Sunday, December 30, 2007

Will the Tories support the Government on driving license changes in 2008?

The "War on Motorists" is obviously a nice and easy Daily Mailism, but isn't it rather odd and ironic that it is the Daily Mail that is leading the charge of raising the driving age limit to 18 for full licenses along with a formal requirement for hours behind the wheel under tuition before being allowed to get a full license?

You may or may not have heard about this, but essentially there are talks going on about making it a requirement that new drivers have up to 500 hours of tuition before being "let loose" so to speak on the roads. This is obviously being done in the name of safety, which makes it doubly ironic given the Daily Mail also loves a "'elf n safety gone mad" story too.

The thing is, if as is being suggested the Government does indeed go for such an idea, how will they square it with their claim to want to help the working classes, or what we now call "hard working families"? After all, an hours driving tuition costs around £30. Who can afford £15,000 to get a driving license? Without wishing to sound all Blairite, but that sounds like a policy that benefits only the few and not the many.

Actually it doesn't benefit the many, it positively discriminates against almost the whole country. Of course, in "joined-up thinking" terms it's a brilliant way of reducing the number of cars on the road and the consequent environmental policy targets around CO2 emissions. But wouldn't it be terribly cynical of me to think that such a consideration had been made?

When you add on top of this plans from the EU to try and regulate cars based on emissions as well, you have, in effect, the potential death of the second hand car market, along with the death of car ownership amongst the masses. The masses will not be able to afford to buy a new "legal emission car" whilst at the same time not being able to afford to get their kids a driving license either.

Again I come back to my cynicism that such a plan is being touted, and seriously considered in the name of safety whilst actually it's knock on benefits in terms of other policy areas are the real driving force behind the move (no pun intended). It will be interesting to see where this goes in 2008 and what position the Tory Party take on it.

I have often talked with local politicos about how the key to the Tories winning is to tap back into the "working class tory vote" that brought Thatcher to power and kept her there for so long. Opposing changes to the driving license regime that will price the majority of ordinary people off the road would be one way of appealing to that voting demographic once more.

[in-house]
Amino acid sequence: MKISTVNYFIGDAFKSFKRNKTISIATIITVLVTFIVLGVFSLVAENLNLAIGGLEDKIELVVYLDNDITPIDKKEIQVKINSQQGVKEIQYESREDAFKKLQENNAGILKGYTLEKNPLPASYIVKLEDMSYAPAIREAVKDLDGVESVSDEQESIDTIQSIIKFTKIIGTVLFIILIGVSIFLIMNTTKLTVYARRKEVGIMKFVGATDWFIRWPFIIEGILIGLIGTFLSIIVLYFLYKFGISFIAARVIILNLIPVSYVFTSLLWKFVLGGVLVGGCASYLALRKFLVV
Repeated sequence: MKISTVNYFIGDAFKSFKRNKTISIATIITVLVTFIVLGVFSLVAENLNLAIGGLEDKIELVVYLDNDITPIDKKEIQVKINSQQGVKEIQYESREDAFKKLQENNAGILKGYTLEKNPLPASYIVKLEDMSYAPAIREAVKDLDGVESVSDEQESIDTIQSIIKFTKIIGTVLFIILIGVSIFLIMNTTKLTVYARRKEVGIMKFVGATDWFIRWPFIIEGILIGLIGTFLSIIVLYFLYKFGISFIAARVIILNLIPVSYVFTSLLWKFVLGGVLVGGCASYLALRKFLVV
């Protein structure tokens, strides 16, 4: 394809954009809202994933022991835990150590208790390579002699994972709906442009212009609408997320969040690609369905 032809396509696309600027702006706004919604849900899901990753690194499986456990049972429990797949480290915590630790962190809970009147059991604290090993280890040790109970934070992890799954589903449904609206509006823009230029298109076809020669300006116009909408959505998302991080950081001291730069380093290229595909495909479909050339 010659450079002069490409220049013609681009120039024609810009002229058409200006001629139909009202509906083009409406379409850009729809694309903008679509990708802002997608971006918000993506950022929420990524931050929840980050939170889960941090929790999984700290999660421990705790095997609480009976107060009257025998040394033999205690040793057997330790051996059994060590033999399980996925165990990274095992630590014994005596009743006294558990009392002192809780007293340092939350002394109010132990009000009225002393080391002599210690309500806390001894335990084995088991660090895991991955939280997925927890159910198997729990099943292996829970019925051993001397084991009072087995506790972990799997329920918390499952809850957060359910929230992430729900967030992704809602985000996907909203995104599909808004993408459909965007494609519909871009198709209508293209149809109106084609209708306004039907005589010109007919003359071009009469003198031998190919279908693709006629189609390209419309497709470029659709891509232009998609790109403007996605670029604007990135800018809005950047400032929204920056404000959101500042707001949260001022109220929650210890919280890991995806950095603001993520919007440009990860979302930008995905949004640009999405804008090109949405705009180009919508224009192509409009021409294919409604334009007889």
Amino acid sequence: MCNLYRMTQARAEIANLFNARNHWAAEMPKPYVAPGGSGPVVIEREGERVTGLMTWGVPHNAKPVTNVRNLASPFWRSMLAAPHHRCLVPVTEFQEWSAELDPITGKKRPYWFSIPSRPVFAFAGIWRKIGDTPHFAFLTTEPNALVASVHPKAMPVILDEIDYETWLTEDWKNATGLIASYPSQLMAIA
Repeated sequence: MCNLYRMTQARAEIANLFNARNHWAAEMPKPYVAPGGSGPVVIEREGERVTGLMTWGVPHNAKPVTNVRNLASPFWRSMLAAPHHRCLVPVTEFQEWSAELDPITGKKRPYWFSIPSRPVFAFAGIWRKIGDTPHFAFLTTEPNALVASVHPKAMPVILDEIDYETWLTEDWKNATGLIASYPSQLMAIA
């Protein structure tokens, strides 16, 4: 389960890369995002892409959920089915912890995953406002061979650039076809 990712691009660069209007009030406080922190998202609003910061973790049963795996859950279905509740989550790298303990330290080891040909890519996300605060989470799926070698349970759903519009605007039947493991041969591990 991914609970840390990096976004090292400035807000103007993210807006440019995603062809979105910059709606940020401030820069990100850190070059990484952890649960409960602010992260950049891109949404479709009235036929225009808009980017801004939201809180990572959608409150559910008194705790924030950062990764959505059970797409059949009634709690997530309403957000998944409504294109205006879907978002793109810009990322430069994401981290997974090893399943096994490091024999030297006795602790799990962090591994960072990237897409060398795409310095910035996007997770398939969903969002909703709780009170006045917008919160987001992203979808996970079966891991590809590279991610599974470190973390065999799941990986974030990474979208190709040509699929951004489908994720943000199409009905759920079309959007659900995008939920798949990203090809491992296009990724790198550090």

38 comments:

Mostly Ordinary said...

If you have the log hours does that mean you can only learn to drive via. a formal school?

mitch said...

This sounds like the HIPs fiasco again,thousands of well paid non jobs sitting in passenger seats watching the world collapse and voting labour.
This would surely be a disaster think transport costs and loss of revenue for insurance companies and road fund tax et al .
No more taxis,ice cream vans,hotdogs who could afford £15000 on top of a house and buying a car.Sounds like a minister on absinthe.

canvas said...

I tend to think that the age limit for most things should be raised to 18. I think there are huge discrepancies in what 16-18 years old can and cannot do. It needs to be sorted out.

18 seems the right age for most things. Especially education. I think everyone should remain in education (whether vocational or academic) until they are 18. It seems Dickensian to allow kids to leave school at 16 with no plans, no job, no skills, no qualifications, a poor education, few social skills etc. etc.

Newmania said...

"working class tory vote"

Depends what you call the "Working classes" the property owning classes were the beginning and end for Thatcher which is why interest rates were so crucial . In the 60s there was a serious plan to ration the number of cars on the road by the way , it was reported in the New Statesman.. I have it somewhere
I think the illiberal classes have entirely misread this point as we saw when the “prat “who launched the road pricing petition lit the blue touch paper accidentaly . As with IHT what they do not see is that improvements in life that polticians unceasingly congratulate themsleves for have been mostly illusory. In the 1930s a newly qualified clerk could buy a large house in a good area with a bit of overtime earn as much as an international footballer ( ok that’s a bit of an oddity but true ). What exactly has all this progress got for the ordinary man from the end of the Vocitorian period onwards . Capital in property and travel are actually the two key gains and messing around with either is attacking what for many was the whole point.

The way to reconnect with the “Angels in Marble “ is by showing the way is clear to move on and education is important . It is shame therefore that some of the Conservative Party could not see that ditching Secondary Moderns as a Policy objective is a must to establish a stable basis for a government if we are to continue to include the Celtic fringe .
UI do not see any point in competing with the BNP for the idle-class nationalist vote

kinglear said...

I don't believe the age and requirement for a certain number of hours make any difference. Most of the people who actually bother to sit their test end up as reasonable law abiding drivers - as opposed to the tens of thousands who never bother, don't have insurance and generally muck it up for the rest of us. What I WOULD like to see is mandatory jail sentences for driving without insurance, a ten year ban on driving without a licence - and jail for the second such offence.
Oh, and crush the cars that aren't licenced as well. The police in Glasgow had a crack down about a year ago. They imombilized about 60 cars in one area. They found 75% had no insurance and no licence - and no road tax or MOT.They gave everyone 14 days to sort it - but only 12 of the 40 odd cars made it and the rest were crushed. I'm told compliance in Glasgow has leapt.

Mrs Smallprint said...